What Are You Waiting For? Real‐Time Integration of Cues for Fricatives Suggests Encapsulated Auditory Memory

Cognitive Science 43 (1):e12700 (2019)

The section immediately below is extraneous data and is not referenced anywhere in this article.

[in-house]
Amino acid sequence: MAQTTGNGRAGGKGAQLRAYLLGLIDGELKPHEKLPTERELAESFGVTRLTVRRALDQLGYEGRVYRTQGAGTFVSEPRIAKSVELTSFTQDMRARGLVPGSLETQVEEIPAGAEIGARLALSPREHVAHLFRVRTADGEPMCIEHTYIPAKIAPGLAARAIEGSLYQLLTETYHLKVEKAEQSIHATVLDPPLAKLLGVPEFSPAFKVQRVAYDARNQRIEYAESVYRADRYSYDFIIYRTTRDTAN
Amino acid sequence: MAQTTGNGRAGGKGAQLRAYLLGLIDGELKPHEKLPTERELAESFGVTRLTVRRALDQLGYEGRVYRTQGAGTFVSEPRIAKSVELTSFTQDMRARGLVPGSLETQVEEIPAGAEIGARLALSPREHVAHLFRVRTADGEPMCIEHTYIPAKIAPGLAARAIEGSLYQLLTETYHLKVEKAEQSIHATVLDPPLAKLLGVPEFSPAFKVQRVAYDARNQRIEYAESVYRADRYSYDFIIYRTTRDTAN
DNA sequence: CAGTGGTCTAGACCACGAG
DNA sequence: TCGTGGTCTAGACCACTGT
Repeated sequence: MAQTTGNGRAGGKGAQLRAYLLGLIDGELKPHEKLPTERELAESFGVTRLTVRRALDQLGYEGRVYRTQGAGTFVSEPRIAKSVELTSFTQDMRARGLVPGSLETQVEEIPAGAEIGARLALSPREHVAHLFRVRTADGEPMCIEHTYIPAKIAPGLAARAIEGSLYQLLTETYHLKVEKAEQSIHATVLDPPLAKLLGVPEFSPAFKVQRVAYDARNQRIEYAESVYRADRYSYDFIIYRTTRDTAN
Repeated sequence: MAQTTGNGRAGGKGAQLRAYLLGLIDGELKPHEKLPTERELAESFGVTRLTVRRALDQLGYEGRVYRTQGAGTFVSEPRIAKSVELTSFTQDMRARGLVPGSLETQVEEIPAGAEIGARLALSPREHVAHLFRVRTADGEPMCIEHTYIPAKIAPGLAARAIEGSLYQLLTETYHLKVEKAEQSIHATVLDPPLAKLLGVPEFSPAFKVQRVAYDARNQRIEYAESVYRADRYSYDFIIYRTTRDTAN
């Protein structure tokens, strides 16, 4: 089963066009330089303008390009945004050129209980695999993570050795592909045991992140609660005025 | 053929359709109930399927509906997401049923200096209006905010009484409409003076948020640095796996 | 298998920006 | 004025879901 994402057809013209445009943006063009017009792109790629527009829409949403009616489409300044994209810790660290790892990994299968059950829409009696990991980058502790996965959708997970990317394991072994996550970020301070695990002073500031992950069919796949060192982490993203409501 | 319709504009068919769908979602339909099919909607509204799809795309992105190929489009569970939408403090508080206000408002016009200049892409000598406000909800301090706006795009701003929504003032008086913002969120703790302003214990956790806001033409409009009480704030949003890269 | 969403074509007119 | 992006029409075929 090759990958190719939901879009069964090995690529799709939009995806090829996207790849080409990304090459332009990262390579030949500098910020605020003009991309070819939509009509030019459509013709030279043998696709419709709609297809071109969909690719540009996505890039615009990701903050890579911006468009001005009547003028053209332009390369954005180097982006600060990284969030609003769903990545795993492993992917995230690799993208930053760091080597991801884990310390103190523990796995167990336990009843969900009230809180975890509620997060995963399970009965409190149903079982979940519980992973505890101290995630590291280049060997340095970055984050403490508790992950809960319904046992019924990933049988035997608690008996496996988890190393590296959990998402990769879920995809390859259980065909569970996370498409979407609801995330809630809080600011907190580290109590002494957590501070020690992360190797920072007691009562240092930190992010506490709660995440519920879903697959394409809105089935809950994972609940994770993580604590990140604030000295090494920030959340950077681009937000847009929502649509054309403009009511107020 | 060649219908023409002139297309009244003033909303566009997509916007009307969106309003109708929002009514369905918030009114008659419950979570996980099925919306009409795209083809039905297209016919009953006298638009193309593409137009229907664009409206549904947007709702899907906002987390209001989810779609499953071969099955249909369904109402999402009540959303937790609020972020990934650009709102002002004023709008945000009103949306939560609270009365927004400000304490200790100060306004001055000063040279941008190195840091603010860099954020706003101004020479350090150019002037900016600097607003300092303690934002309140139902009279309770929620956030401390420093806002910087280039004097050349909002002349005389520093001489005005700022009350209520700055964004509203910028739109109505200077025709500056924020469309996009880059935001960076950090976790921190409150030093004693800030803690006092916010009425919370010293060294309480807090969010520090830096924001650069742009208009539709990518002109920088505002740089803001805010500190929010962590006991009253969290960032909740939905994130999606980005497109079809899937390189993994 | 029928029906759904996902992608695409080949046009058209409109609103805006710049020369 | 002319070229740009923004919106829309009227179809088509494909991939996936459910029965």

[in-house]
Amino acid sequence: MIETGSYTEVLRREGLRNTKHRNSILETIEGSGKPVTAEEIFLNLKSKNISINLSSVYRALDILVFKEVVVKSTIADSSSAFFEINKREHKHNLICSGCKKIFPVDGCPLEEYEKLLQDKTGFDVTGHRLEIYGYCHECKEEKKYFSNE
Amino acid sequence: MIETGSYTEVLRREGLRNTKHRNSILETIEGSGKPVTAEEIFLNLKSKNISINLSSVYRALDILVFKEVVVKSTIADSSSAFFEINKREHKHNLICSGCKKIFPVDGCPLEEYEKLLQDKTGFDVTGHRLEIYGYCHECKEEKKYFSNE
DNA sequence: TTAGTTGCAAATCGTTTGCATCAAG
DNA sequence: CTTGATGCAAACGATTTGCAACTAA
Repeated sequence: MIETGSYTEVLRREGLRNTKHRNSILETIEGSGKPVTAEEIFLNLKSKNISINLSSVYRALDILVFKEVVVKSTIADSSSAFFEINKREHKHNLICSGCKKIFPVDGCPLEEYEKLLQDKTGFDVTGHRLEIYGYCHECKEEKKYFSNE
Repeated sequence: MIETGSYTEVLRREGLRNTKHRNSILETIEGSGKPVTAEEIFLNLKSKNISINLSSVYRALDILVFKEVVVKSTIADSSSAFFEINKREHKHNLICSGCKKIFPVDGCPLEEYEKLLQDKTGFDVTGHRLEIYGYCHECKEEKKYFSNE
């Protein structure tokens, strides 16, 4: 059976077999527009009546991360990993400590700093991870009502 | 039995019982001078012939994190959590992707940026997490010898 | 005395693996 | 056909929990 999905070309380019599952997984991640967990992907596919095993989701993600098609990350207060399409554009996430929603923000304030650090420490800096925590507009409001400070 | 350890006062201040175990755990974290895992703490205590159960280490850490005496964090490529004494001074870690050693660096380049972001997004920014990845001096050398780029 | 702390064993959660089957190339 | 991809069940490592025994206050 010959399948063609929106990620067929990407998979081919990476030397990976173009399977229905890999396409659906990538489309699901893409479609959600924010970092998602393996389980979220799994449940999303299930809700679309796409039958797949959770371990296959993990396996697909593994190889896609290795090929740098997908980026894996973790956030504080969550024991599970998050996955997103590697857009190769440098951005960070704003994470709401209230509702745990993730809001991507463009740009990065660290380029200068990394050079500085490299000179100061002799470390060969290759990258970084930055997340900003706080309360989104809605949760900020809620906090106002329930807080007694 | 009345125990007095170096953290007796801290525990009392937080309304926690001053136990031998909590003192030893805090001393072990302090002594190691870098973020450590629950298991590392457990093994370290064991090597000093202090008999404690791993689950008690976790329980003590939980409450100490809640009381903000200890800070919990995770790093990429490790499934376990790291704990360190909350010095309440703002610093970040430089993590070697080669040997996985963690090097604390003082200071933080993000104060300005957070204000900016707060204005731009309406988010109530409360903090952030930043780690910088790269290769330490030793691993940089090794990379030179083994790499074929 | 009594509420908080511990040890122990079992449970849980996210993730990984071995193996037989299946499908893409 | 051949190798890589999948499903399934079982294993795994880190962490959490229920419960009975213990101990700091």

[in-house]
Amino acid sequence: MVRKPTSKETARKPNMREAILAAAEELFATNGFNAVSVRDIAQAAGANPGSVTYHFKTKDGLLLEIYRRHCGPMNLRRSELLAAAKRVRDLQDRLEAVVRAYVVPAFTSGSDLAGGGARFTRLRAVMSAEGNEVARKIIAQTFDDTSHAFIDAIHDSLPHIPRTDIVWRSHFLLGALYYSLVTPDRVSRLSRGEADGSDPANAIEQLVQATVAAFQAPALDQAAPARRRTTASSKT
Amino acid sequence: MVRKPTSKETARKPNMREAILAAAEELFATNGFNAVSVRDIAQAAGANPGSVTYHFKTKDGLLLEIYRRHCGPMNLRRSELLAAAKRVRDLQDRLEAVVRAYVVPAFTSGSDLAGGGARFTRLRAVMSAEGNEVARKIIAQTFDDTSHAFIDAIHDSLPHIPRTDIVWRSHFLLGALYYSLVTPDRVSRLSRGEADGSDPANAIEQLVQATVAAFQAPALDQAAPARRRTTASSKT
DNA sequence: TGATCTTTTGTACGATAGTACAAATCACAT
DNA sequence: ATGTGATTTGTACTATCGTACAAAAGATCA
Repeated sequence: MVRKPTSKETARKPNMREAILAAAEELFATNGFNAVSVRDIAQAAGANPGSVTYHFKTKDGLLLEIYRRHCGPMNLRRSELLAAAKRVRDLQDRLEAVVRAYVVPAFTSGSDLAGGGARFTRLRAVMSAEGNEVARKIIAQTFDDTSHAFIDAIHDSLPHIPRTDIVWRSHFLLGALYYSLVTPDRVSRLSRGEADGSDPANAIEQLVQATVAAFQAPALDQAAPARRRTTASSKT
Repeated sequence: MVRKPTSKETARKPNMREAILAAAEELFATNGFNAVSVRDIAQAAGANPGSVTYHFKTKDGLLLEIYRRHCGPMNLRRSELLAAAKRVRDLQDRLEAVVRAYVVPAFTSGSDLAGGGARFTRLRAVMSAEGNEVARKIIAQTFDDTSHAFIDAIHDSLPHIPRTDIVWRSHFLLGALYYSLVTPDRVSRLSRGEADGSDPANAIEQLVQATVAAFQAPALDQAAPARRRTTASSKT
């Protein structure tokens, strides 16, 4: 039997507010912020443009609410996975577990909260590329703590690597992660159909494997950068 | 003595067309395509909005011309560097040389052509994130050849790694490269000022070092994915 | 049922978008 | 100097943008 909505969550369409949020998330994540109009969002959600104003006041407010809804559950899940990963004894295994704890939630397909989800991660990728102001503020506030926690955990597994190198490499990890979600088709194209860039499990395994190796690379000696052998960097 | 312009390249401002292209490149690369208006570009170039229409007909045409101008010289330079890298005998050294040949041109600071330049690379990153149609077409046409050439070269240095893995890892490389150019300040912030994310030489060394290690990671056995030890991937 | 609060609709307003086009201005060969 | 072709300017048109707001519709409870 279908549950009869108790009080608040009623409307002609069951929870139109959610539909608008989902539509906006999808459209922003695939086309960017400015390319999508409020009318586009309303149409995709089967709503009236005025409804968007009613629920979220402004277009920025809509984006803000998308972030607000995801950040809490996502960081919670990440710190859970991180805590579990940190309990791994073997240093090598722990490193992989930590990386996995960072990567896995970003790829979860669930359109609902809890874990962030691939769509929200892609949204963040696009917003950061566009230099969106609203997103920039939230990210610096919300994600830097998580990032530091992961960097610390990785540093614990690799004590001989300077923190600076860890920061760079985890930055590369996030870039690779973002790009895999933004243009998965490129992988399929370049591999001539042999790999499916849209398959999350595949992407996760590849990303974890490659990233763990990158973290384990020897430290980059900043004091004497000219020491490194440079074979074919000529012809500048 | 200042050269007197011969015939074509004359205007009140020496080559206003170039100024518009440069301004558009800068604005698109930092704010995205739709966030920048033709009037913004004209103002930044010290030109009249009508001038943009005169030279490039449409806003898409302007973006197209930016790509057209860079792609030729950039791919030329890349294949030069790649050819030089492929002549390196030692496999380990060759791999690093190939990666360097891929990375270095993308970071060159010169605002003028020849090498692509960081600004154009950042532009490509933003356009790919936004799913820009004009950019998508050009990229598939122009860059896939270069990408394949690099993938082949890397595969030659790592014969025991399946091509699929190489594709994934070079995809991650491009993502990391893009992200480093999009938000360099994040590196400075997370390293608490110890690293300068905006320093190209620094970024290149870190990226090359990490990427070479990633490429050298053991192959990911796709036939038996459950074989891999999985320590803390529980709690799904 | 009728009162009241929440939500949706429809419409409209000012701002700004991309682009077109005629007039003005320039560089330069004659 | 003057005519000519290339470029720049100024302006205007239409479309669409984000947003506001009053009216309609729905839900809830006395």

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Speech unfolds over time, and the cues for even a single phoneme are rarely available simultaneously. Consequently, to recognize a single phoneme, listeners must integrate material over several hundred milliseconds. Prior work contrasts two accounts: (a) a memory buffer account in which listeners accumulate auditory information in memory and only access higher level representations (i.e., lexical representations) when sufficient information has arrived; and (b) an immediate integration scheme in which lexical representations can be partially activated on the basis of early cues and then updated when more information arises. These studies have uniformly shown evidence for immediate integration for a variety of phonetic distinctions. We attempted to extend this to fricatives, a class of speech sounds which requires not only temporal integration of asynchronous cues (the frication, followed by the formant transitions 150–350 ms later), but also integration across different frequency bands and compensation for contextual factors like coarticulation. Eye movements in the visual world paradigm showed clear evidence for a memory buffer. Results were replicated in five experiments, ruling out methodological factors and tying the release of the buffer to the onset of the vowel. These findings support a general auditory account for speech by suggesting that the acoustic nature of particular speech sounds may have large effects on how they are processed. It also has major implications for theories of auditory and speech perception by raising the possibility of an encapsulated memory buffer in early auditory processing.



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